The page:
A cool breeze will now flow through the hot summer nights at The Muny in Forest Park. Audiences can sit back and take in the comforting effect of high-tech fans as they experience the open air theater’s new season of shows. The 95th year will open June 17 with Monty Python’s Spamalot, starring John O’Hurley of Seinfeld fame. LN recently spoke with executive director Mike Isaacson for the scoop on the season, its stars and many more surprises.

Describe the improvements to The Muny for the new season.

The big news of this year is our new fans. It’s very exciting because this is the first time the technology will be used in this type of outdoor theater setting. The technology, called bio-mimicry, uses a serrated blade that mimics a whale fin to cut through the air silently. They will be in the position of the old fans; and if we need them to run during shows, they can, since they silently create an airflow over the audience. We spent two years working on this and so many generous people stepped forward to help get it done.

Share some highlights of this summer’s shows.

We will open with Spamalot (June 17-23), a Tony Award-winning Best Musical based on the Monty Python and the Holy Grail film. It’s just a romp. We decided to do a ’30s musical –style that’s just wham-bang fun. It will keep people laughing all night. Then we have Shrek (June 24-30), a really fascinating musical based on the original book that takes a look at what stories we tell in fairy tales, why we need them and how they impact us. It’s a really beautiful production directed by John Tartaglia (Genie from The Muny’s Aladdin show last year), who has a puppeteer background from Sesame Street and played Pinocchio in Shrek on Broadway.

What else does the season have in store?

Next is Nunsense (July 1-7), where we will get 40 tap-dancing nuns onstage, which I believe we’re going to accomplish. The show is a worldwide phenomenon by Dan Goggin, who will direct it Muny-style. It’s pretty crazy and pretty funny, and we will have a dream team of hilarious women, with a few surprises.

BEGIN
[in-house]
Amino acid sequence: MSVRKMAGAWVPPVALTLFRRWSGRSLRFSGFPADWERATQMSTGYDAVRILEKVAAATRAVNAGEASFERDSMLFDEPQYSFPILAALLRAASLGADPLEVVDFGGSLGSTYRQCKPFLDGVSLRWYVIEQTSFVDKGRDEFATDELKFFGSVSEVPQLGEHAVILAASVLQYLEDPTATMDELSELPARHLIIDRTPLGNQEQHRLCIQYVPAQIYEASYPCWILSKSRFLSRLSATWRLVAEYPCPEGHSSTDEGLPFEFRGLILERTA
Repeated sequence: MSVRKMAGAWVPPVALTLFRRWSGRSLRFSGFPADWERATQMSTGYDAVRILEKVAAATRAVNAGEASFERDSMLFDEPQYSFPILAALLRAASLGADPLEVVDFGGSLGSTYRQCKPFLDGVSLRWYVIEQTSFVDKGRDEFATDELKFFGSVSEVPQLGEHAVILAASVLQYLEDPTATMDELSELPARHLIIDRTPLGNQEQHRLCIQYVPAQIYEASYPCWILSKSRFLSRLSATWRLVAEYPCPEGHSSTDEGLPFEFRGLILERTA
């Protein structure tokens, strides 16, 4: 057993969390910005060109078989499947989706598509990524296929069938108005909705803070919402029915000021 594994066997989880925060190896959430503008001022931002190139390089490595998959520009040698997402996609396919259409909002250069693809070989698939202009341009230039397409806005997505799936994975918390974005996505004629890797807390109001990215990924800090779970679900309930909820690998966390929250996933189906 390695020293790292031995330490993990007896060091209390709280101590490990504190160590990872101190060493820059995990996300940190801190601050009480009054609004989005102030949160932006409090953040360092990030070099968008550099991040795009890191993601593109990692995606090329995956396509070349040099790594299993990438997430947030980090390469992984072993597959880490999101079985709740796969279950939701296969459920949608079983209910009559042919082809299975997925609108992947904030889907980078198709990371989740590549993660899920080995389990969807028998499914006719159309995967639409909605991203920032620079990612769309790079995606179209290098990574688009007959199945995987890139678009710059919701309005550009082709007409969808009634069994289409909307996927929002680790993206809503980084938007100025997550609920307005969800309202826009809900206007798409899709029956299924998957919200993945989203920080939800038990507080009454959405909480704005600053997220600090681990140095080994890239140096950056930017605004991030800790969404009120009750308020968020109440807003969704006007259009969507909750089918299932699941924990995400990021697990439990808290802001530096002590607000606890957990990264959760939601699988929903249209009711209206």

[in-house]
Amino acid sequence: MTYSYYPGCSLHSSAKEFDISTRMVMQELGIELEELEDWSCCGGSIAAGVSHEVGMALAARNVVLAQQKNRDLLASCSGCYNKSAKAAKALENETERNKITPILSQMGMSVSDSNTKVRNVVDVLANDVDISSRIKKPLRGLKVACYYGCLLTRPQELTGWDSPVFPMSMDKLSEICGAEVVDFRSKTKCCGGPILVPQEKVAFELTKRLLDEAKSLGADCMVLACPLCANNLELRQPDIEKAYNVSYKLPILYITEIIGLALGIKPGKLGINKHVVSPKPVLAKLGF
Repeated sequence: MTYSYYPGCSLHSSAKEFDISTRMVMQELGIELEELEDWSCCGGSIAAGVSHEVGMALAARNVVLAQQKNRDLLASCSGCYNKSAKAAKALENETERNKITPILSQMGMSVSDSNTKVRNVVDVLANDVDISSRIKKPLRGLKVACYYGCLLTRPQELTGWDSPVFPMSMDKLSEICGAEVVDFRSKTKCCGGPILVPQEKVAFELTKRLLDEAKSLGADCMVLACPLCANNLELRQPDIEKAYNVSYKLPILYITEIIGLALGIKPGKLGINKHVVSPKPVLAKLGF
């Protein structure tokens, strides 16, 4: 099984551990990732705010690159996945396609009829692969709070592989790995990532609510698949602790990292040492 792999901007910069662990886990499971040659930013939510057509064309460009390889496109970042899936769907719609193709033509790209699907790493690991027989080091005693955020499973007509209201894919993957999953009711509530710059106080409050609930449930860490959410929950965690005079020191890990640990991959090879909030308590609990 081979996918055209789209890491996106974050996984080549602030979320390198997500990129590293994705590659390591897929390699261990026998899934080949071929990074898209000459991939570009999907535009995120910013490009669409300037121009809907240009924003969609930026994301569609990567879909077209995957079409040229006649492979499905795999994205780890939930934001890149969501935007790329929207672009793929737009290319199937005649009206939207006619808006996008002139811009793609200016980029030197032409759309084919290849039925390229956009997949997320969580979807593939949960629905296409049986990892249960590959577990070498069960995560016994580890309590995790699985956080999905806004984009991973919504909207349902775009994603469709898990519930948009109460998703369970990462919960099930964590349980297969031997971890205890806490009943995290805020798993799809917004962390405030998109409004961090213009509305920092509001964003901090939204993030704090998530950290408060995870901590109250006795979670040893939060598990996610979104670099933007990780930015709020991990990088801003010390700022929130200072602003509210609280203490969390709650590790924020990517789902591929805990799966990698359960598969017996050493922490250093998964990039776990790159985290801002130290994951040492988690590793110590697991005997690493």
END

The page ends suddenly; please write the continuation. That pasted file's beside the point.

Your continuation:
Tell us about the classics coming to the stage for the season’s second half.

South Pacific (July 8-14) is the greatest Rodgers and Hammerstein show of all time. It’s truly a masterpiece, so we will do it proud with the full Muny orchestra and the same team of directors who brought us The King and I last year. They are really invested in making something magical. Les Miserables (July 15-21) will be interesting coming out in the context of movie, and we’re putting together a production that is going to be so full and vibrant with Richard Jay-Alexander, who supervised the original Broadway and national tours. Mary Poppins (July 25-Aug. 2) will have some magical tricks—Mary will fly. And we will close the season with West Side Story (Aug. 5-11), the classic, using original Jerome Robbins choreography, director Gordon Greenberg (director of The Muny’s Pirates! last year), and an incredible, young, vibrant cast of talent that is very passionate about doing this right. So get ready, here it comes!

Who will be starring in this season’s shows?

We are thrilled to have John O’Hurley (Seinfeld, Family Feud, Dancing With the Stars) playing King Arthur in Spamalot. He will be a hilarious lead for the show. Even more stars will be announced in a couple of weeks.

What other surprises can audiences look forward to this season?

You’re not going to believe the talent onstage for Les Miserables. They will make it soar.

Talk about how St. Louis has continued to embrace The Muny through the years.

There’s a sense that we are a better city and better community by doing this each summer. People from every walk of life come out happy and ready to go. And so many performers have remarked about how they can feel the audience wanting them to succeed.

What is it about The Muny that keeps audiences coming back for more?

We really feel The Muny has a relationship with its audience unlike any other in the nation—and I would argue, the world. It’s strange and beautiful—there is no roof and you see the trees—it’s a very rare and often magical experience that is unlike sitting in a Broadway theater or any other place.

More Arts & Entertainment articles.